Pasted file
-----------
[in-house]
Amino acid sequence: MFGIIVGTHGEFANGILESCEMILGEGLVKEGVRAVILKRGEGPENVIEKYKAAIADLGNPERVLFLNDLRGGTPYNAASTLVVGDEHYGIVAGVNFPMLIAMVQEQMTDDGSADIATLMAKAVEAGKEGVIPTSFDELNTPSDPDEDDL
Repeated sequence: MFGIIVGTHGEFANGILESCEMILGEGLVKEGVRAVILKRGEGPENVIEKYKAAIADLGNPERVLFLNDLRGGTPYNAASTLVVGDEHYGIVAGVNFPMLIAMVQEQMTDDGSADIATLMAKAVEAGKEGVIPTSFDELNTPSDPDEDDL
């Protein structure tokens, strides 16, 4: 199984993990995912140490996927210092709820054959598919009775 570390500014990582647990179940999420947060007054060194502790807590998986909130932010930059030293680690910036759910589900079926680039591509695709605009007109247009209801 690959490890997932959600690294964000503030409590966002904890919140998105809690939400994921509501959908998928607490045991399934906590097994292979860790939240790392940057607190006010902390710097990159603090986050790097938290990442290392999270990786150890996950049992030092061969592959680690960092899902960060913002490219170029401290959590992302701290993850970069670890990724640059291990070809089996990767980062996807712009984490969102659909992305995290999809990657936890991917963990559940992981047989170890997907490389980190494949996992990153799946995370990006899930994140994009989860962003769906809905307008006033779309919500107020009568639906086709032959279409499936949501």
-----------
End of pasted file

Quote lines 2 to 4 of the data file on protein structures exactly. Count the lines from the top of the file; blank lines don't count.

Amino acid sequence: MFGIIVGTHGEFANGILESCEMILGEGLVKEGVRAVILKRGEGPENVIEKYKAAIADLGNPERVLFLNDLRGGTPYNAASTLVVGDEHYGIVAGVNFPMLIAMVQEQMTDDGSADIATLMAKAVEAGKEGVIPTSFDELNTPSDPDEDDL
Repeated sequence: MFGIIVGTHGEFANGILESCEMILGEGLVKEGVRAVILKRGEGPENVIEKYKAAIADLGNPERVLFLNDLRGGTPYNAASTLVVGDEHYGIVAGVNFPMLIAMVQEQMTDDGSADIATLMAKAVEAGKEGVIPTSFDELNTPSDPDEDDL
């Protein structure tokens, strides 16, 4: 199984993990995912140490996927210092709820054959598919009775 570390500014990582647990179940999420947060007054060194502790807590998986909130932010930059030293680690910036759910589900079926680039591509695709605009007109247009209801 690959490890997932959600690294964000503030409590966002904890919140998105809690939400994921509501959908998928607490045991399934906590097994292979860790939240790392940057607190006010902390710097990159603090986050790097938290990442290392999270990786150890996950049992030092061969592959680690960092899902960060913002490219170029401290959590992302701290993850970069670890990724640059291990070809089996990767980062996807712009984490969102659909992305995290999809990657936890991917963990559940992981047989170890997907490389980190494949996992990153799946995370990006899930994140994009989860962003769906809905307008006033779309919500107020009568639906086709032959279409499936949501």